my uncle once said something true.
the air was crisp about us. i felt good breathing it. it was clean and ripe and ready to become dioxide carbon. the air had settled with its fate and embraced the inevitable chemical transformation in my lungs. i knew this. the air knew this. the cold ushered it down the aisle.
i have always loved him. i could not have said why, with precision, before this moment; but, in the moments prior, i suspect it had something to do with a perceived (on my part) confidence. not a confidence in himself, which might become arrogance; but a confidence in the framework that permeates our being. like an einstein that saw the bridge beneath him not as concrete but as algorithm, Jim walks upon the formula of existence.
so on this day, almost two years past, we sat outside a coffee shop in ithaca. he, having never met heather, knew nothing of my own personal life; and i knew nothing of him, save that he still believes in that which i do not.
Jim: So how is life?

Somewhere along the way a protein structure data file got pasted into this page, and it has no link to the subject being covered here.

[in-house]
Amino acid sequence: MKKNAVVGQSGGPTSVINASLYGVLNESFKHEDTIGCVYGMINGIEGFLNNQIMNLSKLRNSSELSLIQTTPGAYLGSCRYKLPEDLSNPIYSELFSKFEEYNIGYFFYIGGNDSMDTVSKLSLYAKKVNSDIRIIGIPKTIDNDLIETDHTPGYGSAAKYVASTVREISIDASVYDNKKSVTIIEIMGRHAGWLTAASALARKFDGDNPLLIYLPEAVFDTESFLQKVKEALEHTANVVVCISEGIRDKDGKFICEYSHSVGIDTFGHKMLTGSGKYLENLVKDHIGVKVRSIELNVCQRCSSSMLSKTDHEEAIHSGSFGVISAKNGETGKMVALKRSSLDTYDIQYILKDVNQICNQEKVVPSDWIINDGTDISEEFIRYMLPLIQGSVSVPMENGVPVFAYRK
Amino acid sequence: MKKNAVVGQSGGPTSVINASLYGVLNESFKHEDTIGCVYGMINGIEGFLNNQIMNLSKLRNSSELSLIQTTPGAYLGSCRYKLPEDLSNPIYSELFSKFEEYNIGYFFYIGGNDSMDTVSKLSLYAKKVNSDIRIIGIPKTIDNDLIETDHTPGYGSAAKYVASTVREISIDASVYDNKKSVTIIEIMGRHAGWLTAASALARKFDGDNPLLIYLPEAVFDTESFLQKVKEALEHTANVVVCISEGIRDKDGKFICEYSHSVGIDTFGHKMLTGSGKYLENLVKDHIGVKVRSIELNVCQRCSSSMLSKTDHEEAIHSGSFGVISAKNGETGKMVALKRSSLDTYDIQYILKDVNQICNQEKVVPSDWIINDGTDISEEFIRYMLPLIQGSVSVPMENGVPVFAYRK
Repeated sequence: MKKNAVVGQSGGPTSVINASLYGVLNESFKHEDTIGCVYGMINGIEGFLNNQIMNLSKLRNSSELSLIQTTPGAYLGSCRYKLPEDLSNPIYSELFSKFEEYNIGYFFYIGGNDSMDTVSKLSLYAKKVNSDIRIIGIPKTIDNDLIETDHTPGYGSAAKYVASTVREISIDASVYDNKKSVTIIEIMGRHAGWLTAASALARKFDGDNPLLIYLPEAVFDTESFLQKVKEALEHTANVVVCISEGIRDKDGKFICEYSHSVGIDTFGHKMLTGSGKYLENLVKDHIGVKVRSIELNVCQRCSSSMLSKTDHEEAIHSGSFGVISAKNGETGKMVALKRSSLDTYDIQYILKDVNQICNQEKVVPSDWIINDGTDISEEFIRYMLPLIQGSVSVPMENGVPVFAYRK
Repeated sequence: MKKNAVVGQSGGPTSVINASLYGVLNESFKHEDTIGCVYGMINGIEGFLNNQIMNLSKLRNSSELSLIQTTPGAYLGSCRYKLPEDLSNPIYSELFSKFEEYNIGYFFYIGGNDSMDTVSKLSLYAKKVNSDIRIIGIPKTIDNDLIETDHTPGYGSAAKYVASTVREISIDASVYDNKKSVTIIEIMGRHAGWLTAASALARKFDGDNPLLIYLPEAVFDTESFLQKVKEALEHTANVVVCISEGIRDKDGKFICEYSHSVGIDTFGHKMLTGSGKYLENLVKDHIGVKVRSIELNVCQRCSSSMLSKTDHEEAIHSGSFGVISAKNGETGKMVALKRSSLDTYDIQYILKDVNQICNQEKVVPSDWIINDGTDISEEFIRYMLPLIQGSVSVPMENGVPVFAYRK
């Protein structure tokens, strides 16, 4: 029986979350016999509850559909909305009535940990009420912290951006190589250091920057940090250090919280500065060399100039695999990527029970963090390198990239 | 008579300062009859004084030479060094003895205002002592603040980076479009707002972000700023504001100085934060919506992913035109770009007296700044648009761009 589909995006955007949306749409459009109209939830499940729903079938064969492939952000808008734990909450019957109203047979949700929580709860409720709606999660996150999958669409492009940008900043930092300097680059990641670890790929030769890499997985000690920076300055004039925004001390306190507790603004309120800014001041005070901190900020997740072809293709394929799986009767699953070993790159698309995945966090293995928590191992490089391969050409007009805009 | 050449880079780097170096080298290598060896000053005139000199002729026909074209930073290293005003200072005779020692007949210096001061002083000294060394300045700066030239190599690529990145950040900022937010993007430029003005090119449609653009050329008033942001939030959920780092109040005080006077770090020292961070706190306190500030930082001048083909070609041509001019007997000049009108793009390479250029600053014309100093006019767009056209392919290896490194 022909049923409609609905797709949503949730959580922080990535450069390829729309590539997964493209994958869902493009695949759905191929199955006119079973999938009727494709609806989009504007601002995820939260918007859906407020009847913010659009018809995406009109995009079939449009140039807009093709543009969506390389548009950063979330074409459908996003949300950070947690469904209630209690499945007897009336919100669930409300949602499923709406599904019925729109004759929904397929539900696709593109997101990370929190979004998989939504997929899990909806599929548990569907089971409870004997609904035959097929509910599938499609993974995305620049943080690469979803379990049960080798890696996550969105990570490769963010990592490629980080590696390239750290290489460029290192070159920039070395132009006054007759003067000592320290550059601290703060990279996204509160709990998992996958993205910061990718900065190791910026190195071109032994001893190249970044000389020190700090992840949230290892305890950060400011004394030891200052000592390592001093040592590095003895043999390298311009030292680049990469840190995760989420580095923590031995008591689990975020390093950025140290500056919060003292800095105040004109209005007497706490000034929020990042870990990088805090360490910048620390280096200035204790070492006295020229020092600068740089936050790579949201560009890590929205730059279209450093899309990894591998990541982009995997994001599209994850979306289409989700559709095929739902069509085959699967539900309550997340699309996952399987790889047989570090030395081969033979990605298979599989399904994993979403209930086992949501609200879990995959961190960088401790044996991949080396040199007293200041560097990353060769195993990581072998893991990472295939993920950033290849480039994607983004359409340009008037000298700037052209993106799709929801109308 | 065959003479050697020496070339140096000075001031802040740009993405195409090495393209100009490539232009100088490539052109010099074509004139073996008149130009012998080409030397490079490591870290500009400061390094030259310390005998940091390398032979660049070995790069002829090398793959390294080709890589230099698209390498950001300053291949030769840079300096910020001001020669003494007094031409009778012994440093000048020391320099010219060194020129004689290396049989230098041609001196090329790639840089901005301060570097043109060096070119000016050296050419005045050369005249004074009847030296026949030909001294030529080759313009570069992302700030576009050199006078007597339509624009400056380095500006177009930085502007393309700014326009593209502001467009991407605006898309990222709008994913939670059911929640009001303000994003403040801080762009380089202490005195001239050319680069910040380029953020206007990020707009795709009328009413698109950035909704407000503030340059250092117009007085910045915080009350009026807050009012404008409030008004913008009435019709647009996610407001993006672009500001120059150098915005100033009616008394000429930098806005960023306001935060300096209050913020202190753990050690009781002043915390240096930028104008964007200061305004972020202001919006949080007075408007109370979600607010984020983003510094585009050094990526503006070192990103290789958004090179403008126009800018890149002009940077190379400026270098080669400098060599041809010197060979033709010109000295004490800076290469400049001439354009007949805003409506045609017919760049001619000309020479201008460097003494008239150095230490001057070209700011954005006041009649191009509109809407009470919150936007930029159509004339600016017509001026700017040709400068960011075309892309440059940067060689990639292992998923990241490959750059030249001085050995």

(I paused and considered all of the possible responses to this question. Then I fancied trying Truth, and I toyed in alternating moments between supplication and exacerbation before settling on ambivalence)
Me: ...Heather's pregnant.
Enter thoughts and words and dialog, stage right.
Jim: When I was young, I had a wide variety of absolutes I clung to as absolute truth. As I have grown older, I have sacrificed more and more of them. Now, I cling to almost no absolute "truths", but for the few that remain, I clutch them tighter than ever.
i wish not to be young and optimistic; i would rather be Jim and young.
i yearn to know what are those absolutes and what makes them indisposable; but i also thirst for the journey, whether i find them or not.
at the end of the day, i must entertain the suspicion that all of my beliefs are privy to folly. to survive, i must try myself as an enemy in my own house, and i must judge me right.
every day is such a trial.